Tropical cyclone Olivia , the last to affect the Western Australian coast in the 1995/96 season, was one of the most intense systems to have crossed the Australian coast. A low to mid-level circulation was evident over the Indonesian archipelago north of Darwin from 2 April. This circulation slowly developed and drifted south. Development was assisted by a weak low-level surge across the equator north of the low. Development continued on 4 April, but was slow due to increased high-level northeasterly winds across the circulation and weak cross-equatorial flow continued into the circulation. Olivia reached category one intensity on 5 April 1996 as it turned towards the west taking it to the north of Troughton Island. This change in direction occurred as a middle-level ridge to the south strengthened. Persistent high-level northeasterly winds continued to shear convection away from the circulation and retarded the speed of development up to 7 April.
However, the passage of an upper trough to the south on 8 April weakened these upper winds and their shearing influence and the cyclone then proceeded to develop more rapidly reaching severe (category three) intensity. This trough system also weakened the middle-level ridge south of Olivia and it turned towards the southwest. Olivia reached category four intensity on 9 April and attained its peak intensity with a central pressure of about 925 hPa at 1200UTC 9 April. Another trough system approaching from the west later on 9 April 1996 continued to erode the middle-level ridge. This steered Olivia southwards on 10 April 1996 and then rapidly towards the south-southeast and the Western Australian northwest coast as the deep north- westerly flow increased ahead of the trough system. It remained at near peak intensity until it crossed the Pilbara Coast near Mardie about 1230 UTC 10 April. Olivia continued to track to the southeast and weakened to a low during 11 April 1996 when it was north of Laverton. However, it continued to produce gale-force winds on its northeast flank even as far south as Forrest near the Great Australian Bight. The low-level circulation of Olivia moved into the Bight near Eucla on 12 April.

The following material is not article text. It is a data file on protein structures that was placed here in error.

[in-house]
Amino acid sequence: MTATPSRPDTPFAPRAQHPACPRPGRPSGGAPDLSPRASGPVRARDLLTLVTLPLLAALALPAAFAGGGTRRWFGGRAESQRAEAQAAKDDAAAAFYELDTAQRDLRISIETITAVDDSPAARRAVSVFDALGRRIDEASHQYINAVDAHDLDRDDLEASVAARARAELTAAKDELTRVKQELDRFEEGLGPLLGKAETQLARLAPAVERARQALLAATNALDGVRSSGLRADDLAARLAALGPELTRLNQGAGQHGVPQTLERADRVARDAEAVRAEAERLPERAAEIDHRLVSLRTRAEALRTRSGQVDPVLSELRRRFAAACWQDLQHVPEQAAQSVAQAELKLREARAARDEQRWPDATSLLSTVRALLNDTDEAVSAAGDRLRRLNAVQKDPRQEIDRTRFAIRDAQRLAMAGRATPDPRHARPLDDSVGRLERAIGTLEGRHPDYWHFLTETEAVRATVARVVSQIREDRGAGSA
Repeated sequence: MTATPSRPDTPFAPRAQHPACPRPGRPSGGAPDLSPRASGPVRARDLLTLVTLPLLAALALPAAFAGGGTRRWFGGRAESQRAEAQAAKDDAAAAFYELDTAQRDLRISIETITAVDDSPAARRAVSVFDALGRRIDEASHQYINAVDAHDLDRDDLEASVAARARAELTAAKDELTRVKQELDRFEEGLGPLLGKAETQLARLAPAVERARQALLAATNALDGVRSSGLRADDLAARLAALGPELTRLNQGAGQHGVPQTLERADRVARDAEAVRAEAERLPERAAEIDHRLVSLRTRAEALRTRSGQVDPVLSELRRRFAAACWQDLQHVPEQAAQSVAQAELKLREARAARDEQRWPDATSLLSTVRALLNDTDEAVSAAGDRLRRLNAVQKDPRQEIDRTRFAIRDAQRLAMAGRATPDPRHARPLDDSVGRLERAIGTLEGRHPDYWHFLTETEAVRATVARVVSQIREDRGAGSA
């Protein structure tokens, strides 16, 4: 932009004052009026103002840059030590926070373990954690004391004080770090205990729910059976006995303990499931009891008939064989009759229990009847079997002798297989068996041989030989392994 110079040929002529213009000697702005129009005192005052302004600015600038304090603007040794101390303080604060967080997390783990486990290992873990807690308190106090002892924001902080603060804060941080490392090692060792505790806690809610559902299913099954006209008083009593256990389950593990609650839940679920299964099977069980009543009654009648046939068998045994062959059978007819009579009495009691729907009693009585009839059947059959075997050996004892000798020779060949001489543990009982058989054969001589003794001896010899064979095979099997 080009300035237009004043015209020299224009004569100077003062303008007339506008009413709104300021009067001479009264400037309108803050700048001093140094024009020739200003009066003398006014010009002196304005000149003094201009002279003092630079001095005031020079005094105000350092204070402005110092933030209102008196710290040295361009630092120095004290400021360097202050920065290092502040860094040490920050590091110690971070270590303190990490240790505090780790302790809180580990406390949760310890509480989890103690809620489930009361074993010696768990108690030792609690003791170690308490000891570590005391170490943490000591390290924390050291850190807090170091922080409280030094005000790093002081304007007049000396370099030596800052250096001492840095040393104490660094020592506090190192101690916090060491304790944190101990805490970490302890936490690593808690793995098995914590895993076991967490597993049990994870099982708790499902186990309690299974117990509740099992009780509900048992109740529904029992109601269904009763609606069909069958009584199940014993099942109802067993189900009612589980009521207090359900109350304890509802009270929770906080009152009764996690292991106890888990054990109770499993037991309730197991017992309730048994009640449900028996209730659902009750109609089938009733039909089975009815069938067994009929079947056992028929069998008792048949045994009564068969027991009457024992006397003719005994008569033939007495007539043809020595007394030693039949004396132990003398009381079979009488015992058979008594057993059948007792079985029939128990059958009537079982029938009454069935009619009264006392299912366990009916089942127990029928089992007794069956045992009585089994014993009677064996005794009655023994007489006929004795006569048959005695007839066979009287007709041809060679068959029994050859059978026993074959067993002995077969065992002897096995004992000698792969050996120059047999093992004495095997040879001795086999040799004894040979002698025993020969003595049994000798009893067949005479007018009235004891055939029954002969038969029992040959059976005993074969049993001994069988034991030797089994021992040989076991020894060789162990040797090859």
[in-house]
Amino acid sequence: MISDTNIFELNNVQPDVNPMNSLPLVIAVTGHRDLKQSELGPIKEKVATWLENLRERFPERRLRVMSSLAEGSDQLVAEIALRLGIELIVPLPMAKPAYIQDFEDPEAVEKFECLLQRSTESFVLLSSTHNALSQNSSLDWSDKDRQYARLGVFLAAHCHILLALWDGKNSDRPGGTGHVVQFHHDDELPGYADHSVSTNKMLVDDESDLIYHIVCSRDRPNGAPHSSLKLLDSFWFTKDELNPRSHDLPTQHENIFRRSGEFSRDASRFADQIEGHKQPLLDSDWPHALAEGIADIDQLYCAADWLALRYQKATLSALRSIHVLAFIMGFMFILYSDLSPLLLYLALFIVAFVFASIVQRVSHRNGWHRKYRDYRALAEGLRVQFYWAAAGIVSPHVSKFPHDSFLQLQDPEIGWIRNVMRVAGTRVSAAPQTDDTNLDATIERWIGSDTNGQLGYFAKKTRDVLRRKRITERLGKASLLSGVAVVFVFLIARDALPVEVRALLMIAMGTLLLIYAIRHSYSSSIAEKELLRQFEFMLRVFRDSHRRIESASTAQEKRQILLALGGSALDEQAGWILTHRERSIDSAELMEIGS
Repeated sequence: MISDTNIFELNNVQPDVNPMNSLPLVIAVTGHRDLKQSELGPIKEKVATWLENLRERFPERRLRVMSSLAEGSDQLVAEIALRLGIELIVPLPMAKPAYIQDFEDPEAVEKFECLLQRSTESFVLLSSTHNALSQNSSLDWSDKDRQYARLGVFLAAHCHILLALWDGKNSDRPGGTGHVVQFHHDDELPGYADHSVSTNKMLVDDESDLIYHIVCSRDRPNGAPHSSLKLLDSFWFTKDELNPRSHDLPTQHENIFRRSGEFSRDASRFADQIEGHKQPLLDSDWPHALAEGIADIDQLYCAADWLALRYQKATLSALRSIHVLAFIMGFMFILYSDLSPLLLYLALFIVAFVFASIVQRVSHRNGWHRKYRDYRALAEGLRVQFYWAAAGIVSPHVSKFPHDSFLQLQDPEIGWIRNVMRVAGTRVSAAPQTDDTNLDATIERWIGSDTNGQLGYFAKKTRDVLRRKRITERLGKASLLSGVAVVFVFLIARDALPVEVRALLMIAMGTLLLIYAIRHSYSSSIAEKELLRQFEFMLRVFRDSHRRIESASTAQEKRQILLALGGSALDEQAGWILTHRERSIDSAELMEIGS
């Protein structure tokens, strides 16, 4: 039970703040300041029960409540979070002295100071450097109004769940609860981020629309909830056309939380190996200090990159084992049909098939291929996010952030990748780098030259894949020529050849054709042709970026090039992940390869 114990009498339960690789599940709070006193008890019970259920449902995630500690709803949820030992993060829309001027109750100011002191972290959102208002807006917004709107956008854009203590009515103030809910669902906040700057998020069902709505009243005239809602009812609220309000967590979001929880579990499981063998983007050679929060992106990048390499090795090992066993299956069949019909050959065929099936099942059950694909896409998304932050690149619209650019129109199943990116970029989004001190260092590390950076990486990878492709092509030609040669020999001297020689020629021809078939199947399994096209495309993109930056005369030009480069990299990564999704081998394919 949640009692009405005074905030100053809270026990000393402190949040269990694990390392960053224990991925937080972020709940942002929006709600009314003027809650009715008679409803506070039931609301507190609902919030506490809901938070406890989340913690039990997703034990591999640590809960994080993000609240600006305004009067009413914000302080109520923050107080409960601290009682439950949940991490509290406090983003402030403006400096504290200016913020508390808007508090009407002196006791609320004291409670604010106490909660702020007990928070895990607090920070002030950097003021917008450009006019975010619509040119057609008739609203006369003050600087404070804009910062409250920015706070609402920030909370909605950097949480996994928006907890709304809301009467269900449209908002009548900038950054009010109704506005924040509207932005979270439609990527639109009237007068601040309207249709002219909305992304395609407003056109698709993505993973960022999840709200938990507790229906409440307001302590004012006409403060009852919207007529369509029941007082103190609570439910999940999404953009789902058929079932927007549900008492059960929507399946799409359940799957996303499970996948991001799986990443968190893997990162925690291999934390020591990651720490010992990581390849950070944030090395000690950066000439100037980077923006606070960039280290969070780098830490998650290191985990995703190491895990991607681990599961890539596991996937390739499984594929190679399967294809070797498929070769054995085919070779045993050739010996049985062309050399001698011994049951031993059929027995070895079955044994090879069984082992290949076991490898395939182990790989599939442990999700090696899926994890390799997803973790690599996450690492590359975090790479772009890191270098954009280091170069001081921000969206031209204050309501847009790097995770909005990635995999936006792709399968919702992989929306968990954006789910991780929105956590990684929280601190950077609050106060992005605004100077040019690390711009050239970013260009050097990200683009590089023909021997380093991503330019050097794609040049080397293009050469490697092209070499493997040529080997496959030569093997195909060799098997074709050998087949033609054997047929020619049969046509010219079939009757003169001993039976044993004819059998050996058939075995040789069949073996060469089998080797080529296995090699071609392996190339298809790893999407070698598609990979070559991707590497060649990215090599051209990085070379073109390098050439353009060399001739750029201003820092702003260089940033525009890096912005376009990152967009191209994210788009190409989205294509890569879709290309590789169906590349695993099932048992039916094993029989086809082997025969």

Track and intensity
All times in WST - subtract 8 hours to convert to UTC.